wonderful and interesting web
This is a great resource, not only to those who are looking for an apartment, but to anyone interested in Inwood and its history.
Excelente pagina.Lo felicito al autor.,puesto que he conocido Inwood y es exactamente como la pinta.’
iam looking for a cocktail lounge used as a location of preston lopez,cable show,on bcat,it was a latin lounge,in washington heights,any help will be appreciated.thanks.
Is the Hi-Ho Chinese restaurant on Dyckman still opened? It had the most delicious Chow Mein in all of the tri-state area.
I don’t believe so, though I’ve heard old-timers rave about the place.
Did you ever find any pictures or menu’s?
My girlfriends family used to know the owners of Hi-Ho very very well.
I’ve created a gallery of old Chinese restaurants on my blog… http://www.thechinesequest.com/2017/01/chinese-restaurant-historical-photographs/
I would LOVE to add pictures, or any historical information on the restaurant.
today being july 4th always brings me back to dyckman street because it was on this day in 1962 on this street that i first saw and met my future and still adorable wife – she had just come out of shillingman’s and i was headed to moe’s to purchase a top for a game of crack-top. our eyes locked for a moment and she gave me that furtive glance. it wasn’t until about three months later that we met again this time for good – ahhh! to think it all began so long ago…
Lets also mention on 187th St, Kismat Indian resturant is excellent – Angela’s (Vicki’s) Coffee Shop is great, in Fort Tryon,New Leaf is great but pricey.
What happened to the Bistro on Broadway that became Bistro Marrakech and closed recently? I moved to Inwood from Washington Heights 9 months ago and its the best thing I ever did!!!
Hi Ho was very large on the north side of Dyckman near the corner of Vermilyea. The place we went was closer to Broadway called Min Ju. It was smaller. We used to joke that we were going to eat at the Jewish Chinese place. School special when we went to PS 52 was 50 cents for soup, entree, rice, ice cream and a pot of tea. It was right near the subway entrance and the newstand.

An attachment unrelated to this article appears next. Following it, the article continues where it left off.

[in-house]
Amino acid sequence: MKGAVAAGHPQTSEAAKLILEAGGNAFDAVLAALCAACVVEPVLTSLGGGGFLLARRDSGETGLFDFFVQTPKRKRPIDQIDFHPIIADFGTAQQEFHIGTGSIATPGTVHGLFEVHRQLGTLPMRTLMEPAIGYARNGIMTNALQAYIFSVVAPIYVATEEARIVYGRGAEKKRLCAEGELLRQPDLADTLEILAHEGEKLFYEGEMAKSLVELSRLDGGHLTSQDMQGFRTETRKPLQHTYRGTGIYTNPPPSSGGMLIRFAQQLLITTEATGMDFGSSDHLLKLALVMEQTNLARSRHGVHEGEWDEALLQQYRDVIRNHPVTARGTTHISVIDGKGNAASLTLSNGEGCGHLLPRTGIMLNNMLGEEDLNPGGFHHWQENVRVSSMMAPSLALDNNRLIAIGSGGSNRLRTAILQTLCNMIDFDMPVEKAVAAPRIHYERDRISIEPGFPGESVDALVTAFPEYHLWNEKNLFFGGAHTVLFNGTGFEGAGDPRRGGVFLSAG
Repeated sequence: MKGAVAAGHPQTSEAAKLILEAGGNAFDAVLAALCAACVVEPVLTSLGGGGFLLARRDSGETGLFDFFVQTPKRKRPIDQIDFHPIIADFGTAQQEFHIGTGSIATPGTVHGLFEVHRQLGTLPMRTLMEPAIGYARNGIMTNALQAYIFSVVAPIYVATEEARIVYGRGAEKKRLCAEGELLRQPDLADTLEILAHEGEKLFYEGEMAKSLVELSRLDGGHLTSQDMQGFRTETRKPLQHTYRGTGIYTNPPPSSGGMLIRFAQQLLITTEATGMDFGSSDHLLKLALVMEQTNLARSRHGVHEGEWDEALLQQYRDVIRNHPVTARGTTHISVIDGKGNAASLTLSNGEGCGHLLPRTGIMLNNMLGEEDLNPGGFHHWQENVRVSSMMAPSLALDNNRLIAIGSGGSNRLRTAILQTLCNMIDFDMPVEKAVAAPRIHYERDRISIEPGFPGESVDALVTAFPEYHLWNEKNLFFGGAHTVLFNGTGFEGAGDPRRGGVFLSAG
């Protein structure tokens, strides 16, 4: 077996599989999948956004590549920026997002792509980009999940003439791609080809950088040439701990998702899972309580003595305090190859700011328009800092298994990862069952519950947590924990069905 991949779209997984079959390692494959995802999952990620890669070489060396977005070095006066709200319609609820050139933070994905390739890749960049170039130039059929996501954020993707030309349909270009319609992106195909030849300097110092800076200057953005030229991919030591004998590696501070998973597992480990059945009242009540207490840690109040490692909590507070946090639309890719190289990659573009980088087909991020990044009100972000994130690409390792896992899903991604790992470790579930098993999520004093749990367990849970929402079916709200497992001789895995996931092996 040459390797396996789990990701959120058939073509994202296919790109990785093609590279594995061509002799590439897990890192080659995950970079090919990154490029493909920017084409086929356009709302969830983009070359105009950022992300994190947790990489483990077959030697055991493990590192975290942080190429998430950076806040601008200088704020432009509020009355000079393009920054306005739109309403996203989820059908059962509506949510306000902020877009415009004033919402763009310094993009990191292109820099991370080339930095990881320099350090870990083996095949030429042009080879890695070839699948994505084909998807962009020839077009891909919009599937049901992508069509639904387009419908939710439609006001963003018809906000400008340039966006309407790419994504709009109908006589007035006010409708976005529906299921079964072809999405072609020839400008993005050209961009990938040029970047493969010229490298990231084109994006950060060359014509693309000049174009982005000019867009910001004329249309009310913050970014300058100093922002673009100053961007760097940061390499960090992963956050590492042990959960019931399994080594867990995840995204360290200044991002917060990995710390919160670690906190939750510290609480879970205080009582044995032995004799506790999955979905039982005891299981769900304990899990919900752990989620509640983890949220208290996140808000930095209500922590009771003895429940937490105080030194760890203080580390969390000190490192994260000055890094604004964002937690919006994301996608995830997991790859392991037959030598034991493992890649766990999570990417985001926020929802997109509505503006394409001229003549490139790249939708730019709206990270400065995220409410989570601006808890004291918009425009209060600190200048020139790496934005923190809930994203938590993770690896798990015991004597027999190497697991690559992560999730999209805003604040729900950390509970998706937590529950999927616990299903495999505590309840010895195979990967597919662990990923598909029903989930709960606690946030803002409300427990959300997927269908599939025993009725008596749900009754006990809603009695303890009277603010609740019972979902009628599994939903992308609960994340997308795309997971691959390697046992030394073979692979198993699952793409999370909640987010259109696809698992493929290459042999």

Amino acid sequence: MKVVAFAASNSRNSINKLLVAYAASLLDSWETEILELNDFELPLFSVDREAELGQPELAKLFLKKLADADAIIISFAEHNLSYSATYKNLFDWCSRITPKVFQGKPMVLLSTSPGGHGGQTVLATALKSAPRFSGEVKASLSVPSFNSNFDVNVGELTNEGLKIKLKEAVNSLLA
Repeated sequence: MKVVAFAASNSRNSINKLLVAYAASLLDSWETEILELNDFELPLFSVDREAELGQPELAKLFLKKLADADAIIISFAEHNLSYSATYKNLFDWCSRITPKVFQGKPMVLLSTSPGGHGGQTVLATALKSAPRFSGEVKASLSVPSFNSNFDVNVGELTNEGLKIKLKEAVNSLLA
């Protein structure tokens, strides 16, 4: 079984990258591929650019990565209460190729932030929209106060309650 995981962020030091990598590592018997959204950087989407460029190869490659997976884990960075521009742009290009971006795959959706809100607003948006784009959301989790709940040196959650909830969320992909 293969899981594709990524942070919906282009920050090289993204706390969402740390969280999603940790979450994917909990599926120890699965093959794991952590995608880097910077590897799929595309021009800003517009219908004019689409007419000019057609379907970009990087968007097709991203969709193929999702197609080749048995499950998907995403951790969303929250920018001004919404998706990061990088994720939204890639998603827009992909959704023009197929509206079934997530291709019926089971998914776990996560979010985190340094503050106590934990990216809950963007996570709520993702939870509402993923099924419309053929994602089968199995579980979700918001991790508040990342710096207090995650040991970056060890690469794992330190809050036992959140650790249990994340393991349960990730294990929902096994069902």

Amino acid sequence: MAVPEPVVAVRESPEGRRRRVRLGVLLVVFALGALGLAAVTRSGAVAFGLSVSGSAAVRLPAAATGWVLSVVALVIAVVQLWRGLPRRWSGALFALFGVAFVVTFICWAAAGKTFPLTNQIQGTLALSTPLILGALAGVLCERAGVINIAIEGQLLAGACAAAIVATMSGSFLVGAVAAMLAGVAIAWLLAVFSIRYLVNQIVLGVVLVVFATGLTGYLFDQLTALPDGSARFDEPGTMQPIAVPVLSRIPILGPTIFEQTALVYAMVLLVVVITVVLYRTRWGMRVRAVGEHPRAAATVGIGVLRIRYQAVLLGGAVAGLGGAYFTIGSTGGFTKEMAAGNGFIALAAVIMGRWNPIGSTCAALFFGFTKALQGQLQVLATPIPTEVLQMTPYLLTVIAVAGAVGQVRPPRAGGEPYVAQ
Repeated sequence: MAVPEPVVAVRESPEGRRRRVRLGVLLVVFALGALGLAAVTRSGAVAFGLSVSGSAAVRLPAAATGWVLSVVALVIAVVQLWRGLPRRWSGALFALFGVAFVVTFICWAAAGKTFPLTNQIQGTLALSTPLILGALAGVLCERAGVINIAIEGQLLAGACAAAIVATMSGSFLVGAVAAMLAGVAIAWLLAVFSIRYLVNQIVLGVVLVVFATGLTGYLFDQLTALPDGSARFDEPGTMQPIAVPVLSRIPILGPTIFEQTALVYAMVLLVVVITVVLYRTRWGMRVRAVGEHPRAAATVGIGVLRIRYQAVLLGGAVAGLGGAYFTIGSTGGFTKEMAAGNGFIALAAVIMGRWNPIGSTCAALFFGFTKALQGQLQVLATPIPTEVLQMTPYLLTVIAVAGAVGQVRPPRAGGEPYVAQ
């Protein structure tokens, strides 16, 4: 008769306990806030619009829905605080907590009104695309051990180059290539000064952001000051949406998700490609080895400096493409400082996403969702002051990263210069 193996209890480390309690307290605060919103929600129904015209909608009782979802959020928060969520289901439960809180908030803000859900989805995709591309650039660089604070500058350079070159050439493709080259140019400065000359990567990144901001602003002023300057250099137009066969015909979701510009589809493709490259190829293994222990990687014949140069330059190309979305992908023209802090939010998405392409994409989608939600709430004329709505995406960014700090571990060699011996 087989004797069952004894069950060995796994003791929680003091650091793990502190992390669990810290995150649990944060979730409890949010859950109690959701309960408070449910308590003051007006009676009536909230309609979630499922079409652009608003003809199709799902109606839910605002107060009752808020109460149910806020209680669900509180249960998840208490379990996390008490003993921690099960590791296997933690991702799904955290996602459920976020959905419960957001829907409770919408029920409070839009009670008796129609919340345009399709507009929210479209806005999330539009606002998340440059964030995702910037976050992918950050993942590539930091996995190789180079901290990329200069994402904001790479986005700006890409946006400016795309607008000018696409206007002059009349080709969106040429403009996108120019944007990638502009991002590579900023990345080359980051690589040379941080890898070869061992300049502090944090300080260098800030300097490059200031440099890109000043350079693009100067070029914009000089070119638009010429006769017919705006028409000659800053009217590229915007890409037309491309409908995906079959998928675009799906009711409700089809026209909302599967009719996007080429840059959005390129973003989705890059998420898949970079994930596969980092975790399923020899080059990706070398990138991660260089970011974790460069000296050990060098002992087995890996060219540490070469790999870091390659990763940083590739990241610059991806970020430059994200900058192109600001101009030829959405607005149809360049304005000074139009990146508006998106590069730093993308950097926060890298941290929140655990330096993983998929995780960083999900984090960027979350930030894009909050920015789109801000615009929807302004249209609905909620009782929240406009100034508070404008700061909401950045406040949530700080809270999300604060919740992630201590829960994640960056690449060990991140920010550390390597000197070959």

I’ve heard others disuss the Hi-Ho. It must have been a popular spot. I wonder if anyone out there has any photos or even an old menu from the place. -Cole
Does anyone remember the The Nashburger at Nash’e coffee shop on Dyckman ?
Or what about Trachmans Deli -207th and Vemilyea- a great Pastrami or Corned Beef sandwich for $.55 !
Remember going into the Capital on Broadway during the hot summer and getting 2 burgers,a 12 oz. Pepsi and Fries from Alice all for a $ 1..
Those were the days !
We used to eat at Nash’s after our dental appointments (Dr Samuel Glashow) across Dyckman in an old 2 story green building. I don’t recall the burgers being called Nashburgers but I can tell you that Nash’s had the greatest aroma when you stepped inside. I believe that their baked goods/desserts were in the front of the restaurant and that was probably the source. In the past 60 years nothing has equaled it and I only wish I could have bottled it. And the burgers were quite good too!
This discussion of old-time chinese restaurants on Dyckman brings to my mind the place I used to haunt in the late early 80s, La Gran Via. It was cuban-chinese and may have occupied the premises of Hi-Ho or Min-Ju. I was on the north side of the street and maybe 3 or 4 buildings to the east of Bway. It was here that I had my first taste of mofongo (if you have to ask, you don’t want to know) and became addicted to the roast pork (pernil), a mound of carne that came drenched with oily garlic and accompanied by the perfect platanos and rice and beans, laid out on a plate divided into 3 sections, like I used to eat off of as a toddler. Oh yeah, by the way, it cost something like $2.98. I never had any reason to sample the chinese portion of the menu, since I had lost interest in old-time cantonese even at that date, but I bet it wasn’t bad.
I think it must have closed up by the 90s. I recall that there was a Carvel just to the west. I can’t recall when they closed up shop. Maybe around the time that the Dyckman St. Woolworths and the Alpine movie palace also bit the dust.
My grandfather owned a butcher shop on Broadway between Academy st. and the block south of it. What is on that block now? I moved from Seaman Ave. in 1962 after graduating from George Washington H.S. that year. Curious to know what the old neighborhood is like. Thanks
I noticed Michael Merlis’s comment. I remember his grandfather. We used to call him Uncle Ben. My maiden name was Daly and our family lived in 80 Seaman along with the Merlis family and other great people. Happy to hear the neighborhood is revitalizing.
Is Wimpy’s still on Dyckman?
[…] 2) Wine and dine on the Dyckman Strip. From crispy fish tacos at Mamajuanas to bangers and mash at the new Tryon Public house, there’s something for everyone. The strip is also a great place to people watch—especially when the weather heats up. (More neighborhood dining options here.) […]